- E/16/069, De Silva M.D.S., email
- E/16/070, De Silva N.S.C.K.S., email
- E/16/232, Marzook F.S. , email
- Prof. Roshan Ragel, email
- Dr. Isuru Nawinne, email
- Dr. Mahanama Wickramasinghe, email
- Dr. Suranji Wijekoon, email
- Mr. Theekshana Dissanayake, email
Table of content
Different kinds of machine learning models have recently been used by researchers in the field of biosensor-based human emotion recognition to identify human emotions. With only a few bio-sensors integrated, the majority of them still lack the capacity to identify human emotions with greater classification accuracy as well as the ability to identify many emotions. Convolutional neural networks have been successfully used in the machine learning field to address a variety of practical machine learning issues requiring increased classification accuracy. To emphasize that, this study proposes a deep learning method using convolutional neural networks to implement a model using electrocardiogram (ECG) signals. Using 25 subjects, data was collected using video and audio as the emotion elicitation technique to create a dataset that consists data of nine emotions which were chosen from the valence-arousal-dominance 3D emotional model. This dataset was preprocessed and prepared to train and test the 2D CNN models. Three 2D CNN classifiers are implemented in this study. A valence based emotion classification model, an arousal based emotion classification model and a nine emotion classification model to predict the valence, arousal and the dominance values of the ECG signal and map those values to the valence-arousal-dominance 3D plane and predict the emotion. The valence based emotion classification model resulted in an accuracy of 70%, the arousal based emotion classification model resulted in an accuracy of 65% and the nine emotion classification model an accuracy of 40%. Furthermore, we explored the possibility of using the valence based emotion classification model to predict emotions of animals, specifically the dogs and were able to predict results with an accuracy of 32%.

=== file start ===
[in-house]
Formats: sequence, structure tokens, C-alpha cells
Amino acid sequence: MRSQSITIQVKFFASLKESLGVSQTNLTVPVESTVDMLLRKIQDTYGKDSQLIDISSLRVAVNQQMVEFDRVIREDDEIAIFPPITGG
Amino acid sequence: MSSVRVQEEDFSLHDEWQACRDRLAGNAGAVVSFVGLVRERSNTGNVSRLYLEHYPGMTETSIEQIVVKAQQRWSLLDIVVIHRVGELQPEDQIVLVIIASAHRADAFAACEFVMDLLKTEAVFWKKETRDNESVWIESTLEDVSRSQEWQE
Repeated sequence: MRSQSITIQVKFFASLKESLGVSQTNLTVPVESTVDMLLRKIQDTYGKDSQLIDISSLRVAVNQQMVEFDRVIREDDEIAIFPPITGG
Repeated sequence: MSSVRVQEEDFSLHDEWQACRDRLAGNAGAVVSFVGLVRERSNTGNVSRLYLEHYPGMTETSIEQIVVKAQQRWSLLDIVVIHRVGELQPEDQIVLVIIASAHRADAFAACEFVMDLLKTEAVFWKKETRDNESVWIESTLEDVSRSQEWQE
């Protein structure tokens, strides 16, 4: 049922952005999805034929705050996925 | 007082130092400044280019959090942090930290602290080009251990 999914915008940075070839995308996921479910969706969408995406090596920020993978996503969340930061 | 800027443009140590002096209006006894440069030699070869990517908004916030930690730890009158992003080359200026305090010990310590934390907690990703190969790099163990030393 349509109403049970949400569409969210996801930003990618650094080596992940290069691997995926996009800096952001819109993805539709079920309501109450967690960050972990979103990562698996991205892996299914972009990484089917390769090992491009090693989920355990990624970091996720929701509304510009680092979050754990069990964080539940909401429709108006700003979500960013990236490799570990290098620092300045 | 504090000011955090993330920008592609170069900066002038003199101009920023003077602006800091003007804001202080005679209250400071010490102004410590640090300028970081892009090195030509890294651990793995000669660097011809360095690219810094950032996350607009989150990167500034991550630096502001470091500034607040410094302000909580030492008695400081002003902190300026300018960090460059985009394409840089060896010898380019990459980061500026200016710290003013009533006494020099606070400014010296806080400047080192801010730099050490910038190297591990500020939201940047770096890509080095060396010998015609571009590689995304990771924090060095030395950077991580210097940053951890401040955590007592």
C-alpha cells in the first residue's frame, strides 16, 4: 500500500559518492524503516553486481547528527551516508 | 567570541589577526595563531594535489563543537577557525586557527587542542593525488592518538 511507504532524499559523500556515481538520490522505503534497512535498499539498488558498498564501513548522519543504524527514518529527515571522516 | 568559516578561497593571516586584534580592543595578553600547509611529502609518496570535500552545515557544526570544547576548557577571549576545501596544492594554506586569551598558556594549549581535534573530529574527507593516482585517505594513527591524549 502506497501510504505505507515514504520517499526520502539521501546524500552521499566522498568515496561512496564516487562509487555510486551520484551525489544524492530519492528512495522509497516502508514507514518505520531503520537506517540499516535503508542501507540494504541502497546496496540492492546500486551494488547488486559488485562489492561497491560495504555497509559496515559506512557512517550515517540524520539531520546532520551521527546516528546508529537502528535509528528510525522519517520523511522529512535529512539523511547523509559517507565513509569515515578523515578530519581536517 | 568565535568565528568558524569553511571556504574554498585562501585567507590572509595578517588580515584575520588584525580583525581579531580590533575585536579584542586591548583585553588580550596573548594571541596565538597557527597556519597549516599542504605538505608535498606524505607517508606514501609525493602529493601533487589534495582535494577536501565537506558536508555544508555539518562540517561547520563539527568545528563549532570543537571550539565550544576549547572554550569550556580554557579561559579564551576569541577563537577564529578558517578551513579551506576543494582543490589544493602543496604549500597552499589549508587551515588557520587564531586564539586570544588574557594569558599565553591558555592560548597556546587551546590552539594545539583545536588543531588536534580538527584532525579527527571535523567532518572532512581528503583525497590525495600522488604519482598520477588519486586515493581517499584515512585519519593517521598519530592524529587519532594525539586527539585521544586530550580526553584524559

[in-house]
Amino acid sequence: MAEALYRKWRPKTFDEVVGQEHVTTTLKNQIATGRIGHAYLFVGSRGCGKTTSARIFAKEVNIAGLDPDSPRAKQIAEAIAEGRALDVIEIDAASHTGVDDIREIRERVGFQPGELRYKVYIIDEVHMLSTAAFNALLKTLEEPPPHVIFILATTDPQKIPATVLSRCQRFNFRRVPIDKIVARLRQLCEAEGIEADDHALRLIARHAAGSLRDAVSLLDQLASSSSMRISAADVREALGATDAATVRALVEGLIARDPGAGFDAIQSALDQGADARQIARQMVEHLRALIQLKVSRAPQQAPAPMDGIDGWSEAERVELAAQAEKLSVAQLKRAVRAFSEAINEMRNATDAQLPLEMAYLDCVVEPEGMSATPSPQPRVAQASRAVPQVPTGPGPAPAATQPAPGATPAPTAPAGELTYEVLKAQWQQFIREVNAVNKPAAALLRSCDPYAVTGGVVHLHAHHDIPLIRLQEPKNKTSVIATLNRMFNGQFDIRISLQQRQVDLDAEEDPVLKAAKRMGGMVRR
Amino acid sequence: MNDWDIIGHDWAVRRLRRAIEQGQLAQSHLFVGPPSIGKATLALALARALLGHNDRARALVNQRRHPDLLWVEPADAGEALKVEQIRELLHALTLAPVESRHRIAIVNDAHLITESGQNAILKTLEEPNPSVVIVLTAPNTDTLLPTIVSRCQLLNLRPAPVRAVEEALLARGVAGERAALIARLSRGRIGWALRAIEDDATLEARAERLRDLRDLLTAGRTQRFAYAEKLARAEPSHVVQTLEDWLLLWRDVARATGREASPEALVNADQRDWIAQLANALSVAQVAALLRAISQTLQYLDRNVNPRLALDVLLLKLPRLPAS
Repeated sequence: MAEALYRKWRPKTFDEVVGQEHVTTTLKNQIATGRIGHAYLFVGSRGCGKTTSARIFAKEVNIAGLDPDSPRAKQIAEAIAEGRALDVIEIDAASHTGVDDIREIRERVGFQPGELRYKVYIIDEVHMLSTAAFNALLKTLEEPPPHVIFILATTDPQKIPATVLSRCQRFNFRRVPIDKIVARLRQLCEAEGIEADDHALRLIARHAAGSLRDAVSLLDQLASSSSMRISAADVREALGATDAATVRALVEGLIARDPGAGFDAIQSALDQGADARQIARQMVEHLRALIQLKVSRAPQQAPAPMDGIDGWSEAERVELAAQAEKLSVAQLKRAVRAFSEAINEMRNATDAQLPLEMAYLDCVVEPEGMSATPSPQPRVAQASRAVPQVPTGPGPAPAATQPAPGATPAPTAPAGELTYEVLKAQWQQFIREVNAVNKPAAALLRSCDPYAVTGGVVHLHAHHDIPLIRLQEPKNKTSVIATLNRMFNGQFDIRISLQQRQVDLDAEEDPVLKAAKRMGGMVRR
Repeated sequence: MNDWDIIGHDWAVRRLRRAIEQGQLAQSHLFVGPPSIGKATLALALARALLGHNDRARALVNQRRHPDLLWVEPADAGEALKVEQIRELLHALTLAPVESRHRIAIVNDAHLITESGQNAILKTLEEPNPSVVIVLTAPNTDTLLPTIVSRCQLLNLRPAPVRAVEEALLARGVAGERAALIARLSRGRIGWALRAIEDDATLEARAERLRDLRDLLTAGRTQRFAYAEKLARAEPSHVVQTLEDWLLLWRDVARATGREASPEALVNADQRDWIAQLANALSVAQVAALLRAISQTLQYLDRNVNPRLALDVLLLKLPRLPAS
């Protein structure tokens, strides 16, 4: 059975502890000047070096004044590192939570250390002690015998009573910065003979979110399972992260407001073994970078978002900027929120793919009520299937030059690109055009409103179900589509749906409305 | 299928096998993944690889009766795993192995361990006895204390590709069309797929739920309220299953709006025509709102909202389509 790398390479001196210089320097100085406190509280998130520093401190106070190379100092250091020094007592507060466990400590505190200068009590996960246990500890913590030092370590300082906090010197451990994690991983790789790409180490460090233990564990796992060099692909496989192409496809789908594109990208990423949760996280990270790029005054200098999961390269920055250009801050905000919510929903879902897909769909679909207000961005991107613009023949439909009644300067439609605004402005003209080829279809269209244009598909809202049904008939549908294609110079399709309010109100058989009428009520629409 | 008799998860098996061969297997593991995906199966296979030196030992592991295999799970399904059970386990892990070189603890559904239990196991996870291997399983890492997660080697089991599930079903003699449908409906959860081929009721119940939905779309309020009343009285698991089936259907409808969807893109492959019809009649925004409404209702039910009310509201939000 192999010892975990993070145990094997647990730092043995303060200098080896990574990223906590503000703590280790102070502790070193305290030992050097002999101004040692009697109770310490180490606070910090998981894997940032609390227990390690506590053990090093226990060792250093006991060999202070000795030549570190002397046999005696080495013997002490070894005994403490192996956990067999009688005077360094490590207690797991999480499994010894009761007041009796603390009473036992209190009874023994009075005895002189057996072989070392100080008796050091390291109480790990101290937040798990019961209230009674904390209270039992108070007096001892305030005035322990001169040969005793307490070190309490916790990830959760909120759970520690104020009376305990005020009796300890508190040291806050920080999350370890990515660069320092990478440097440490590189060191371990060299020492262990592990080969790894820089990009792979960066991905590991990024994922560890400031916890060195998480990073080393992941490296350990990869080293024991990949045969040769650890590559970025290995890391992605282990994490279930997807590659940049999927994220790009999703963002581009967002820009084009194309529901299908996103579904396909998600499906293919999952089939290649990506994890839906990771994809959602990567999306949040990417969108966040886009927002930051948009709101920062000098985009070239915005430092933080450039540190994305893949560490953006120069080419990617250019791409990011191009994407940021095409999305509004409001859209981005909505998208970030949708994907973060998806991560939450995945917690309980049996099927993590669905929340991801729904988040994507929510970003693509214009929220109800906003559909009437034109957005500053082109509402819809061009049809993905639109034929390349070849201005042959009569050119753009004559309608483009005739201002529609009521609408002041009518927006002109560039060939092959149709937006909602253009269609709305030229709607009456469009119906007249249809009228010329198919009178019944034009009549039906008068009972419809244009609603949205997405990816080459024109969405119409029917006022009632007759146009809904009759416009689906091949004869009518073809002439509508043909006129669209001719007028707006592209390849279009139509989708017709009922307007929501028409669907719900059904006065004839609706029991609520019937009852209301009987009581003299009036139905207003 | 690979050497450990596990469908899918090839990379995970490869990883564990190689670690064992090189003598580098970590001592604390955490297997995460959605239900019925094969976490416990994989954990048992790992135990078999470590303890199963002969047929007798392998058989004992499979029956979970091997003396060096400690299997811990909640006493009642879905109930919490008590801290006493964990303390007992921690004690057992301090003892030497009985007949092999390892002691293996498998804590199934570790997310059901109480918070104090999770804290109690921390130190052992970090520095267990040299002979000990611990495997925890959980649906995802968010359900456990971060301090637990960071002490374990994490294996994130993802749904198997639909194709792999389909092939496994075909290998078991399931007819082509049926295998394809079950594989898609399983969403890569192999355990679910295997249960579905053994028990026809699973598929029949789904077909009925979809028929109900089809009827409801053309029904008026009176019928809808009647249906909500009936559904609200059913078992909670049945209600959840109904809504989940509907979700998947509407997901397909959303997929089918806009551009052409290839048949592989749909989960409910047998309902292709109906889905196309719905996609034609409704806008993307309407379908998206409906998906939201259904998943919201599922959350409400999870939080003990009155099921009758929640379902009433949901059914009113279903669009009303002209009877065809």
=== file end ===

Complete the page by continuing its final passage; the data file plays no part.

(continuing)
Figure 01: Methodology Overview
The overall procedure of the proposed emotion recognition model is shown in Figure 01. The ECG signals related to selected nine different emotions were collected by following an experimental setup. Emotions were elicited using short video clips selected from movies. To record the ECG signals the spiker shield heart and brain sensor were used together with the web application developed to automate the data collection process. The collected ECG signals were divided into identical durations of 20 seconds. After that, the segmented raw ECG signals were pr processed using different techniques to remove noises and transform them into normal form. Afterward, each ECG signal record was transformed into an image of a time-frequency spectrogram using the short-time Fourier transform (STFT). The ECG spectrogram images were fed into proposed deep two-dimensional convolutional neural network (CNN) models.
Based on the two-dimensional emotional model collected, ECG Signals were categorized in three ways. First, categorization was done based on distinct emotions. In that categorization, signals were categorized into nine classes. The second categorization was done based on the valance of each emotion. In that case, ECG signals were categorized into two classes, positive and negative. The third categorization was done based on the arousal of emotions and ECG Signals were categorized into two classes, active and passive. A deep two-dimensional convolutional neural network (CNN) model was developed for the three categorization methods mentioned above.
As an extension to the research, the possibility of recognizing animal emotions using the emotion recognition model developed using human data was explored. For that, the model based on the valence was used. Dogs were selected to experiment.
Figure 02: Electrode Placement in Human
Figure 03: Experimental Setup of Human
Figure 04: Electrode Placement in Animal
Figure 05: Experimental Setup of Animal